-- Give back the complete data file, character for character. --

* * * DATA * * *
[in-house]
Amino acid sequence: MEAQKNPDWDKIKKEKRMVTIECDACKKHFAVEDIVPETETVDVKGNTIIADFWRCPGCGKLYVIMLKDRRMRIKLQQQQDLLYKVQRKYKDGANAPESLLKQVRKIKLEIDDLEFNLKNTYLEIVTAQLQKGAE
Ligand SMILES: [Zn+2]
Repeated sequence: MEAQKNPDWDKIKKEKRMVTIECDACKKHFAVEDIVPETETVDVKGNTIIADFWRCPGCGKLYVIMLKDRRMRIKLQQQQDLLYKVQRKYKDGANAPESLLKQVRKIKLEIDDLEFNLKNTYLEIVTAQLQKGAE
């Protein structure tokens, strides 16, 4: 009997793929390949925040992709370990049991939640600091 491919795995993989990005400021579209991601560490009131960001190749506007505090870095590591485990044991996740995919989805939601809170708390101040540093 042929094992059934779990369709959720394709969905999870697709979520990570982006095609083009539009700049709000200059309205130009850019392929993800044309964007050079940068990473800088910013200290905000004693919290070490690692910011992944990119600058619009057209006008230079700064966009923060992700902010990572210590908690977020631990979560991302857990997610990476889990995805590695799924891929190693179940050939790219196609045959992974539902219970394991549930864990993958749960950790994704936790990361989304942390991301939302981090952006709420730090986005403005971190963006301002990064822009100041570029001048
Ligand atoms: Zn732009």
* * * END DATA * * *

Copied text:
[in-house]
Amino acid sequence: MEAQKNPDWDKIKKEKRMVTIECDACKKHFAVEDIVPETETVDVKGNTIIADFWRCPGCGKLYVIMLKDRRMRIKLQQQQDLLYKVQRKYKDGANAPESLLKQVRKIKLEIDDLEFNLKNTYLEIVTAQLQKGAE
Ligand SMILES: [Zn+2]
Repeated sequence: MEAQKNPDWDKIKKEKRMVTIECDACKKHFAVEDIVPETETVDVKGNTIIADFWRCPGCGKLYVIMLKDRRMRIKLQQQQDLLYKVQRKYKDGANAPESLLKQVRKIKLEIDDLEFNLKNTYLEIVTAQLQKGAE
């Protein structure tokens, strides 16, 4: 009997793929390949925040992709370990049991939640600091 491919795995993989990005400021579209991601560490009131960001190749506007505090870095590591485990044991996740995919989805939601809170708390101040540093 042929094992059934779990369709959720394709969905999870697709979520990570982006095609083009539009700049709000200059309205130009850019392929993800044309964007050079940068990473800088910013200290905000004693919290070490690692910011992944990119600058619009057209006008230079700064966009923060992700902010990572210590908690977020631990979560991302857990997610990476889990995805590695799924891929190693179940050939790219196609045959992974539902219970394991549930864990993958749960950790994704936790990361989304942390991301939302981090952006709420730090986005403005971190963006301002990064822009100041570029001048
Ligand atoms: Zn732009």